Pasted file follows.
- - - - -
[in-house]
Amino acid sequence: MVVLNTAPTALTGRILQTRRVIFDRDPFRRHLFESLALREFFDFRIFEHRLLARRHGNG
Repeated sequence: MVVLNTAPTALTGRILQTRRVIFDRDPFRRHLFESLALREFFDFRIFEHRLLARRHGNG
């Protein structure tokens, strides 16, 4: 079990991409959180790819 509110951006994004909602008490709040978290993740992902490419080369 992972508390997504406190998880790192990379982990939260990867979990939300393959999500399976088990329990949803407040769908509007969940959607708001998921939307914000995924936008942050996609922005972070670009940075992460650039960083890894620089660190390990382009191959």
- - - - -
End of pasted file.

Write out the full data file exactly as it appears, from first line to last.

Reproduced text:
[in-house]
Amino acid sequence: MVVLNTAPTALTGRILQTRRVIFDRDPFRRHLFESLALREFFDFRIFEHRLLARRHGNG
Repeated sequence: MVVLNTAPTALTGRILQTRRVIFDRDPFRRHLFESLALREFFDFRIFEHRLLARRHGNG
């Protein structure tokens, strides 16, 4: 079990991409959180790819 509110951006994004909602008490709040978290993740992902490419080369 992972508390997504406190998880790192990379982990939260990867979990939300393959999500399976088990329990949803407040769908509007969940959607708001998921939307914000995924936008942050996609922005972070670009940075992460650039960083890894620089660190390990382009191959």